Dell embraces Google

Deal between the search giant and the PC maker gets Google into new territory. It's a strike against Google rival Microsoft.

Google and Dell have agreed to a first in a series of deals to preinstall Web and desktop search software on the PC maker's computers, Google CEO Eric Schmidt said Thursday.

Speaking at a Goldman Sachs conference in Las Vegas, Schmidt discussed details of a long-rumored deal between the No. 1 search engine and the No. 1 PC maker, which is a strike against Google rival Microsoft. Under the deal, millions of Dell PCs will be loaded with the Google toolbar for Web and PC search, along with a co-branded home page, before they're shipped to consumers.

Financial details were not disclosed, but Schmidt said the companies will share revenue from search-advertising fees.

"The real reason we do this is for users," Schmidt said. People "turn the Dell machine on, and everything is integrated right there. (This deal) is a turnkey solution for search."

A Dell representative said that the deal will not hamper consumer choice on the Dell desktop, however. "Our motivation is to deliver customers tools that enable them to search and organize information quickly and easily, right out of the box...Dell customers will have the option of choosing Microsoft as their default if they prefer."

The deal covers Dell PCs sold to consumers and certain corporations.

As well as the Dell agreement, Schmidt talked about other coming Google services in a question-and-answer session at the conference.

For example, Google plans to introduce a targeted voice advertising service for Internet radio in the coming months, he said. The company is working to convert technologies for creating radio ads to complement its own advertising platform.

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The Google-Dell alliance During the Goldman Sachs Seventh Annual Internet Conference on Thursday, Google CEO Eric Schmidt breaks down the deal with Dell.

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"Targeted advertising is known to work...There's every reason to think it will for radio," he said.

Google is eyeing other complementary services for advertising. One such service would allow marketers to buy "run of site" promotional packages for itself or for partners' sites, Schmidt said.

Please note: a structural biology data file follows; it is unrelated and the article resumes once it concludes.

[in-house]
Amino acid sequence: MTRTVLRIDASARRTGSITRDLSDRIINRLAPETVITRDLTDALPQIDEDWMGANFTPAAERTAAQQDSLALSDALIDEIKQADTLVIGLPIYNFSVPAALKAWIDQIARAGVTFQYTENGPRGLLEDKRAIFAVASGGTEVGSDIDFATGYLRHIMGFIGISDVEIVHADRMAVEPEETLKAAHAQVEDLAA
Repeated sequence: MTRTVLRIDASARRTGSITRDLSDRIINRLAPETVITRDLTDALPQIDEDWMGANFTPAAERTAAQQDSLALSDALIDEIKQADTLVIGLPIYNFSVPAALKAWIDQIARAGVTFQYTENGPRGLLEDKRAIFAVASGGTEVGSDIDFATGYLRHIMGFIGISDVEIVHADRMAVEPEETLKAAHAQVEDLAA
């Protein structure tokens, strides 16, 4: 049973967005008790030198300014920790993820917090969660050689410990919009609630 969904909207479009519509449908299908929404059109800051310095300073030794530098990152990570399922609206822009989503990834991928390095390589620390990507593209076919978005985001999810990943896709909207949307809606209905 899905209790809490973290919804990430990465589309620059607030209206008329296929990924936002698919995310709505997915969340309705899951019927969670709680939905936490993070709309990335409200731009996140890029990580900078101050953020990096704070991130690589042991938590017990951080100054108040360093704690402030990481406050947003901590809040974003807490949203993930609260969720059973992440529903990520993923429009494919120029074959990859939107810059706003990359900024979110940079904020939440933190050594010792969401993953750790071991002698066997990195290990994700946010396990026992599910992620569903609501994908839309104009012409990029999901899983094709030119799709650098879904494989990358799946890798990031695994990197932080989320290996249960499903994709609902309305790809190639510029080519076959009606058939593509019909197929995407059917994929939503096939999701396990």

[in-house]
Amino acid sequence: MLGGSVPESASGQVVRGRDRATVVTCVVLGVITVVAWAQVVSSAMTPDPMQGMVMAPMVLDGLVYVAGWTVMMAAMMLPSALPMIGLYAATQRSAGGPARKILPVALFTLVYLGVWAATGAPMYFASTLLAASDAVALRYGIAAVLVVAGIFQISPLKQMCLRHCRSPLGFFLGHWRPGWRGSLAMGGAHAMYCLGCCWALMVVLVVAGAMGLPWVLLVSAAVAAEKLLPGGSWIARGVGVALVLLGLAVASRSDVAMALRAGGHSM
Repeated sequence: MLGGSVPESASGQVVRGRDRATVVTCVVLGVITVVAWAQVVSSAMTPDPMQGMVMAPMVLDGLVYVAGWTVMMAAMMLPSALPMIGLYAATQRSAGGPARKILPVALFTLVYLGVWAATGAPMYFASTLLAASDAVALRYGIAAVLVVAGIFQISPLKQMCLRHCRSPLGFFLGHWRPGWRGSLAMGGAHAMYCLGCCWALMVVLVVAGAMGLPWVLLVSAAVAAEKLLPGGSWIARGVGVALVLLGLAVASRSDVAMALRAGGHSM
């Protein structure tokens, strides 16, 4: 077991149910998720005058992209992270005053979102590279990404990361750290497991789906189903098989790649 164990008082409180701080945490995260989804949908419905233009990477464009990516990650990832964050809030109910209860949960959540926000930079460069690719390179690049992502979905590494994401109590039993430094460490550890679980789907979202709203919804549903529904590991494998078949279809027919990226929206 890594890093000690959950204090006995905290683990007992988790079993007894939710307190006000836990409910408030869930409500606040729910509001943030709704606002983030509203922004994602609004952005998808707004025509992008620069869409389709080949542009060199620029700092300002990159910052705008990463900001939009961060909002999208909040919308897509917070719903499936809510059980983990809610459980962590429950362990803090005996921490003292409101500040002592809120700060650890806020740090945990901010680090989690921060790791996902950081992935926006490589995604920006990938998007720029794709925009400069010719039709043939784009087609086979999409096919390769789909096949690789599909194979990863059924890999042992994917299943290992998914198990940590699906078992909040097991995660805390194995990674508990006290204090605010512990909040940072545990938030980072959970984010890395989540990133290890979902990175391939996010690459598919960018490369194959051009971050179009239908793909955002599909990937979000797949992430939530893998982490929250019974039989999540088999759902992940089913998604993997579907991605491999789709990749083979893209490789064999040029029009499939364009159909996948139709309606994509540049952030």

The Web company is testing pay-per-call plans, which let marketers advertise in keyword search results and pay only when people call a 1-800-number for the promoted service. "Eventually, we'll roll it out," he said.

The Google-Dell deal comes on the same day Yahoo and eBay announced a three-year marketing deal that effectively combines their resources against rivals Google and Microsoft. Under terms of that agreement, Yahoo will provide graphical and search-related ads to eBay sites. In turn, eBay's PayPal will be the default online payment service on Yahoo.

In answer to a question about competition, Schmidt said eBay isn't a rival but rather a partner that he sees will grow closer to Google in the coming years. eBay will likely grow stronger because of its partnership with Yahoo, he said.

In contrast, Schmidt said he views Microsoft and Yahoo as clear competitors.

To be sure, Yahoo and Microsoft were reportedly vying for search-bar real estate on Dell PCs before Google sealed the deal. Schmidt said that Dell has been testing its software for the last six months.

Still, at least one analyst was largely unimpressed with the Google-Dell agreement.

Stephen Baker, an analyst at NPD Techworld, said: "It strikes me as a great deal for Dell, as they are basically selling dead space, and a bad deal for Google, as I doubt that they will collect many incremental eyeballs beyond the ones they have now."

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